How are young, college-educated people dealing with this lousy economy, saddled with debt and poor prospects for a job? A number of young people I know are living at home, and working in unpaid internships that they hope will lead to a paid job. I know one young person who dropped out of college in her freshman year and learned how to do organic farming. Now she’s running a business where she creates peace gardens for interested clients. And I know another young person who couch-surfed for a few months, and then got a job sailing someone’s boat down to the Virgin Islands. At one point, during an intense storm, he wondered if he was even going to make it… I can imagine that he is not the only one feeling that way.
Over time, I have come to realize that we humans are drawn to different types of work at different stages of our lives, and often there is a reason. I happened to work at a mental hospital because it grabbed me emotionally – and that’s where there were jobs. But even then, when the economy was decent, that first job out was hit or miss. The thing that sustained me was dance. It continues to be my way in, and my way out. When I think about my own daughter – and all the young people I encounter these days – what I wish for them is the courage to follow their passion, and then feel okay about whatever job or internship (or whatever) they find, knowing that those things may not be the same thing. At least for now.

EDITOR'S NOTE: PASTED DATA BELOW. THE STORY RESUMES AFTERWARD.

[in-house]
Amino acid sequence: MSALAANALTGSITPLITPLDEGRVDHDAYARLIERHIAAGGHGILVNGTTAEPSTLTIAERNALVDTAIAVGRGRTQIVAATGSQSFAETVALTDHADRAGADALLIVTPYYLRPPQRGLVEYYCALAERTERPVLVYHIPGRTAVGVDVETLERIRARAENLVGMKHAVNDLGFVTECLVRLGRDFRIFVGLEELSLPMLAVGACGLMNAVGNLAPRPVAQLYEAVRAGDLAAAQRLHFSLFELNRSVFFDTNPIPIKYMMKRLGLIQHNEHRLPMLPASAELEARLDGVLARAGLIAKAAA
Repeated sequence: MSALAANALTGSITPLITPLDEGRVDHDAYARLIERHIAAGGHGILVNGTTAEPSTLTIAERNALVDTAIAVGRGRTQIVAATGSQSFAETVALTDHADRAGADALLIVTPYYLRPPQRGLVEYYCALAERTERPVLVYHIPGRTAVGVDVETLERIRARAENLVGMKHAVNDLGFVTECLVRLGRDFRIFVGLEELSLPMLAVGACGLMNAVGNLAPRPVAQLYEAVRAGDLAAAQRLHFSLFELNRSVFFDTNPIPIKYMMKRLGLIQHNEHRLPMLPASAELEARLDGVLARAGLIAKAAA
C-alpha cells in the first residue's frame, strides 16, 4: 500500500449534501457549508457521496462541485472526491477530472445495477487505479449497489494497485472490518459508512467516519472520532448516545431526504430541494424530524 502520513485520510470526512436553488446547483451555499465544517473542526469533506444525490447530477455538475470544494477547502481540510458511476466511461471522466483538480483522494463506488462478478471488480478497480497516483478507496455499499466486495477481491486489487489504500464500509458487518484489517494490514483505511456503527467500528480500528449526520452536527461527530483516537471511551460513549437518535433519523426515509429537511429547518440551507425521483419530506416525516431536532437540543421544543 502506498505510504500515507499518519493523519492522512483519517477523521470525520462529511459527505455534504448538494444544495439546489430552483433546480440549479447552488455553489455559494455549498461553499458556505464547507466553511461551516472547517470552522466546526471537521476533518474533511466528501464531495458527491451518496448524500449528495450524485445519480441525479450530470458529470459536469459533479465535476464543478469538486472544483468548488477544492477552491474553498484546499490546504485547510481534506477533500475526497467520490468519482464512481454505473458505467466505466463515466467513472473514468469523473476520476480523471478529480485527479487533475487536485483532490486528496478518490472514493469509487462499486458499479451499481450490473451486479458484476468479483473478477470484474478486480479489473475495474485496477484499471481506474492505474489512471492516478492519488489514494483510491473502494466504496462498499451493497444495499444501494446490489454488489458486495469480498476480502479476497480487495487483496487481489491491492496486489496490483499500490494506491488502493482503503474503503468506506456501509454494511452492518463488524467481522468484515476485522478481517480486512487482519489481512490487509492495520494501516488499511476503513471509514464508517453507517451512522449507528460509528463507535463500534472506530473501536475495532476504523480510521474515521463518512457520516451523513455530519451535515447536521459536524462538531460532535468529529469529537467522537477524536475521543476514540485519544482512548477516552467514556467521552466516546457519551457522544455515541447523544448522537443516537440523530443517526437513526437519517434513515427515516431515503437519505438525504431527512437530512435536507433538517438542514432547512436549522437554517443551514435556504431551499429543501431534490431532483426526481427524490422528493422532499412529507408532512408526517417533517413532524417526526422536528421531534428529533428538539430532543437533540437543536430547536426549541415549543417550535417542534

** As promised, update at the end of the post!
Like many people, I have scaled back on my holiday shopping, instead knitting colorful hats, amidst the usual onslaught of commercialism. On some level, it feels like the relief I’ve always wanted from the burden of the season’s overkill of happy Christmas cheer and frenzied buying. As a Jewish child in a household of quiet tension and heavy depression, I spent many hours escaping into the joy of Christmas on TV. My mother, who struggled with many demons, lit up during the Christmas season.
Our house was filled with little elves and toy sleighs, and we had a pink – need I say, fake? – Christmas tree, which sat on the mantle next to the Chanukah Menorah. This was to the dismay of my father, an avowed atheist who had been brought up in a strict Orthodox Jewish home. I loved Christmas, and I liked Chanukah. It’s one of the plights many Jews endure. How can Chanukah – a relatively minor holiday for Jews – possibly compete with the glamour and excitement of Christmas?! So perhaps it’s no surprise that the season conjures up a complicated mélange of feelings for me.